Increasing physical activity in patients with chronic obstructive pulmonary disease (COPD) is a key strategy and a major challenge in the fight against this respiratory disorder
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"It just stops your life, stops you from living." This quote from an anonymous patient sums up the experience of millions of sufferers of a health problem that's rarely recognised or even discussed, yet has a major impact on their lives. Simply put, these people can't catch their breath. And when the problem gets worse it can lead to a crisis situation. In fact, it may be responsible for as many as 20% of ambulance trips to the hospital.
Two high-resolution microscopes will allow researchers to study and test materials at the atomic level with unprecedented precision. Standing beneath a pearly white, towering microscope called the JEOL NEOARM, Penn's Douglas Yates explains that scanning transmission electron microscopes are so powerful they can image down to the atomic level.
These microscopes fire energetic electrons through the object being examined. This allows researchers to create an atomic-scale image through the interaction between the electrons and the atoms in the sample.
Miami Cancer Institute, a part of Baptist Health South Florida, is a state-of-the-art center that serves as the primary destination for patients from the Southeast U.S., the Caribbean, and Latin America.
Depression is notoriously hard to study, but what if you could switch depression on and off and look at the biological differences between when people are depressed and when they are not? Now a study of seasonal depression, SAD (Seasonal Affective Disorder).
They suggest that some people, and especially women, can avoid depression by maintaining or even increasing levels of the neurotransmitter serotonin throughout the year, even though they carry a gene which would normally cause winter blues. The study was published in the journal European Neuropsychopharmacology.
A novel hybrid approach performed by researchers from Clemson University's department of physics and astronomy and Stony Brook University has revealed a 3-D structure of a protein fragment that could serve as a drug target in treating stroke patients.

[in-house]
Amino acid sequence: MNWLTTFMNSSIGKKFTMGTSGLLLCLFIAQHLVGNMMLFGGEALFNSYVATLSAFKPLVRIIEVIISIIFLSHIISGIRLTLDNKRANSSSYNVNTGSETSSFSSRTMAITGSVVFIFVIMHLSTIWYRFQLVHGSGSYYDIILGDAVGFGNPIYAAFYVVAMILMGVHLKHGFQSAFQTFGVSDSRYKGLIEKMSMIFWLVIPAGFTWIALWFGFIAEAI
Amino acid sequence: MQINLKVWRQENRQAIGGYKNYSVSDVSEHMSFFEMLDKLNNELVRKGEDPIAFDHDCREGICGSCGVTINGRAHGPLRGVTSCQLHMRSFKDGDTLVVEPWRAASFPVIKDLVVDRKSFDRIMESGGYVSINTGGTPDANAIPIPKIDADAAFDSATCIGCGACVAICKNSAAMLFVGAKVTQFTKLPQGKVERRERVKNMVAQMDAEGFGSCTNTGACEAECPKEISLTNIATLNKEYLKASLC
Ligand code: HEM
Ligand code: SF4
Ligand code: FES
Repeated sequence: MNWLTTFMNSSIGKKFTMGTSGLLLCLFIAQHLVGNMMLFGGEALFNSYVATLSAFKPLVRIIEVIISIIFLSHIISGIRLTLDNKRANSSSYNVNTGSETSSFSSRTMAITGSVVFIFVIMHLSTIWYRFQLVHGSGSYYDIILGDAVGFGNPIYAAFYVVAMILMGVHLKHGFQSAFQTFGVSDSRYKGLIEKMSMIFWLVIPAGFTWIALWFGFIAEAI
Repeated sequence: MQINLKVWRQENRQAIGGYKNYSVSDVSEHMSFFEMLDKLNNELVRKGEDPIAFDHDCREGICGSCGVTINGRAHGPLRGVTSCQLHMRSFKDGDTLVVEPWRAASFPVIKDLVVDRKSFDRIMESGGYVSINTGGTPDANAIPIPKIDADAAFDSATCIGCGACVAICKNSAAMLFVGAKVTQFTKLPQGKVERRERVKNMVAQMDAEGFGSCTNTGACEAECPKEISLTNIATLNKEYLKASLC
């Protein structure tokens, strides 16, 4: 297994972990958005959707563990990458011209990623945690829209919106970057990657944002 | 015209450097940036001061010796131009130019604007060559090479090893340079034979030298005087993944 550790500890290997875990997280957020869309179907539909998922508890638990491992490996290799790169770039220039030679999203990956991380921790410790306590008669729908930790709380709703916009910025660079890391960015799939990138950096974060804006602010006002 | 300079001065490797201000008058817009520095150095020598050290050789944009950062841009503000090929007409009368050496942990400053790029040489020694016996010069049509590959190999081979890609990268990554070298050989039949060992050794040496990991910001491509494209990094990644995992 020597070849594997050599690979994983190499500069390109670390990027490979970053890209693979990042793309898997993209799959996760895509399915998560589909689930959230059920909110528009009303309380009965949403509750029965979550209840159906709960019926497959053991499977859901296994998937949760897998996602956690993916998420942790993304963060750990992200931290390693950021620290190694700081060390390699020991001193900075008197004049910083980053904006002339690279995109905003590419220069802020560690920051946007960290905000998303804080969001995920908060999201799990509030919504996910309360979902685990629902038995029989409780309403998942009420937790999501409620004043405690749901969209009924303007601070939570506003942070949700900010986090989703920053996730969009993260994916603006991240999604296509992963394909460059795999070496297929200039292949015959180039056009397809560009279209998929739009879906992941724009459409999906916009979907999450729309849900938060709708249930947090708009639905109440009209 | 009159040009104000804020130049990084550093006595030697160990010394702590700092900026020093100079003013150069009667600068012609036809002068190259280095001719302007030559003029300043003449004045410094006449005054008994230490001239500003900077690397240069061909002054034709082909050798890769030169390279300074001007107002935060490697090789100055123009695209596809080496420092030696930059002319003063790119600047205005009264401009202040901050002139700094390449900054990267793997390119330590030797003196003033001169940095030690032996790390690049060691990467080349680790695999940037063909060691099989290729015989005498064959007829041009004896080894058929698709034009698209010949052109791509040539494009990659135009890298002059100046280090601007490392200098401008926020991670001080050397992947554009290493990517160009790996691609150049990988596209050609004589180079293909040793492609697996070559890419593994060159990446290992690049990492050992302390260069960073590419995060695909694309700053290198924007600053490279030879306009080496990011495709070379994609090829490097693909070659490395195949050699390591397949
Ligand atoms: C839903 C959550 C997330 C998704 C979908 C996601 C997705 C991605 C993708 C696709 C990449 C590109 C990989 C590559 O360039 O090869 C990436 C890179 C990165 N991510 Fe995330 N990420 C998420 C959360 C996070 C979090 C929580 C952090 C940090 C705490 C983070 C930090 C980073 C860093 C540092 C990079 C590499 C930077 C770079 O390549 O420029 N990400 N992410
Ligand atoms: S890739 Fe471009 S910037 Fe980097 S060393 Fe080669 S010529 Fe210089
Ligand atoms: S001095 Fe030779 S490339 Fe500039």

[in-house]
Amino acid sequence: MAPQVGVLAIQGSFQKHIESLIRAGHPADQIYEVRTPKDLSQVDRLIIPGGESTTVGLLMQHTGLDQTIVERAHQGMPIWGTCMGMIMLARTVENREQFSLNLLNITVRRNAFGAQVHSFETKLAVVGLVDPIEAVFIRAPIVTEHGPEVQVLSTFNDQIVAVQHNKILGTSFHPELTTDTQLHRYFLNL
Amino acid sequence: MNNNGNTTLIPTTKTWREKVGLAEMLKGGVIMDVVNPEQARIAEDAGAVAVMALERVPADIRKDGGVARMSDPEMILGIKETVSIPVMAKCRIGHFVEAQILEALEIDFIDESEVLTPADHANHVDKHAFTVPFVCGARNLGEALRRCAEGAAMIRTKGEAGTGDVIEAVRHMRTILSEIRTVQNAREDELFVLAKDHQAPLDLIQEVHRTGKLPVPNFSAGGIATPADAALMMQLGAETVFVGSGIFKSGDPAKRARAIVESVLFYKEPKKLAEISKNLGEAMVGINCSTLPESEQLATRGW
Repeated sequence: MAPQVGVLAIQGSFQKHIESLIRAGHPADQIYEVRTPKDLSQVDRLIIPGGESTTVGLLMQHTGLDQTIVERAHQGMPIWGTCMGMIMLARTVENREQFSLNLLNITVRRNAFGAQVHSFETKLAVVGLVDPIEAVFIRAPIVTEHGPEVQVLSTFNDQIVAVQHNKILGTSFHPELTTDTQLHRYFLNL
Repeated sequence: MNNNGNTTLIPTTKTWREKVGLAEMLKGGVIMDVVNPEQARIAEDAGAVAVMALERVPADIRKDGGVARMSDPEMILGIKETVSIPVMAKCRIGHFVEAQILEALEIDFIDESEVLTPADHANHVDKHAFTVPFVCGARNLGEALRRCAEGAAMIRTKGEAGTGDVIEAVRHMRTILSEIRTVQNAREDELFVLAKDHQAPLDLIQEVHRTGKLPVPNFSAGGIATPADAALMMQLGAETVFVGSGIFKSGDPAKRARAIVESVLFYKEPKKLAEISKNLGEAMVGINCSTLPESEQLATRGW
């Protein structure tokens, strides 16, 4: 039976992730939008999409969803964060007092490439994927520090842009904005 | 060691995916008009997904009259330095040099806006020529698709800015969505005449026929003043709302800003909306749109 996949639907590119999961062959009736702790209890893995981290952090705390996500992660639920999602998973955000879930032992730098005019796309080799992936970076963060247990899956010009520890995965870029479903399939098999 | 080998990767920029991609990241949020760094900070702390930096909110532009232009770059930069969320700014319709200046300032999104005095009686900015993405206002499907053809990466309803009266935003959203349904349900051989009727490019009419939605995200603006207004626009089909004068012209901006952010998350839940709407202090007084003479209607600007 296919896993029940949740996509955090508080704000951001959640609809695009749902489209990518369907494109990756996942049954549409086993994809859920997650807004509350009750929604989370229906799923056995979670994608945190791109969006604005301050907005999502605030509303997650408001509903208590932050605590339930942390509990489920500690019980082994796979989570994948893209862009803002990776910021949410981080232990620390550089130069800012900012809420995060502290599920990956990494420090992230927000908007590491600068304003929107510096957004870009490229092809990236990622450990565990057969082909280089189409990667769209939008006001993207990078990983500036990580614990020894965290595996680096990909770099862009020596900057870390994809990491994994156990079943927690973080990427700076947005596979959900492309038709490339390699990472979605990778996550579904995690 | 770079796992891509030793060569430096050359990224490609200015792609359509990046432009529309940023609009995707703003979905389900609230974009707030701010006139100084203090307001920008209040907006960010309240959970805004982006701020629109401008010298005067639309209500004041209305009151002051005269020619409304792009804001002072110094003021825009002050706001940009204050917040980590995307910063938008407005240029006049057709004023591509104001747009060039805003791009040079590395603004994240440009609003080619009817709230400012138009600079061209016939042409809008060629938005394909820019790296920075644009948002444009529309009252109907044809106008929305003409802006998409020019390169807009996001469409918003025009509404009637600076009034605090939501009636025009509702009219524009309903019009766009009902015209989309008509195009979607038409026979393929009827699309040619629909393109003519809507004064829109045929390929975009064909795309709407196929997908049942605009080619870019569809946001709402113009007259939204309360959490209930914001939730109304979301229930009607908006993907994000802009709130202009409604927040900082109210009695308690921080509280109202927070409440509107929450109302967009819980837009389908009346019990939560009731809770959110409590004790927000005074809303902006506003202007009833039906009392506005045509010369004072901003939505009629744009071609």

Solar radiation represents a key abiotic factor in the evolution of life in the oceans. In general, marine, biota particularly in euphotic and dysphotic zones—depends directly or indirectly on light, but ultraviolet radiation (UV-R) can damage vital molecular machinery.
An international team that includes Rutgers scientists has made significant progress in developing a urine diagnostic test that can quickly, easily and inexpensively identify tuberculosis infection in people also infected with HIV.
TB is the leading infectious disease killer in the world and the most common cause of death for people living with HIV, although most TB deaths can be prevented with early diagnosis and treatment. The findings were announced at the September 26, 2018, United Nations meeting on TB.
Researchers at Northwestern University and Washington University School of Medicine have developed the first example of a bioelectronic medicine: an implantable, biodegradable wireless device that speeds nerve regeneration and improves the healing of a damaged nerve. The research is published in the journal Nature Medicine.
Researchers in Columbia, South America, conducted a retrospective observational study within six hospitals to identify risk factors of maternal mortality in mechanically ventilated pregnant patients
According to a study, researchers examine phantom odor perception in middle-aged and older individuals is associated with poor health, persistent dry mouth, and head injury. The study was published online Aug. 16 in JAMA Otolaryngology-Head & Neck Surgery.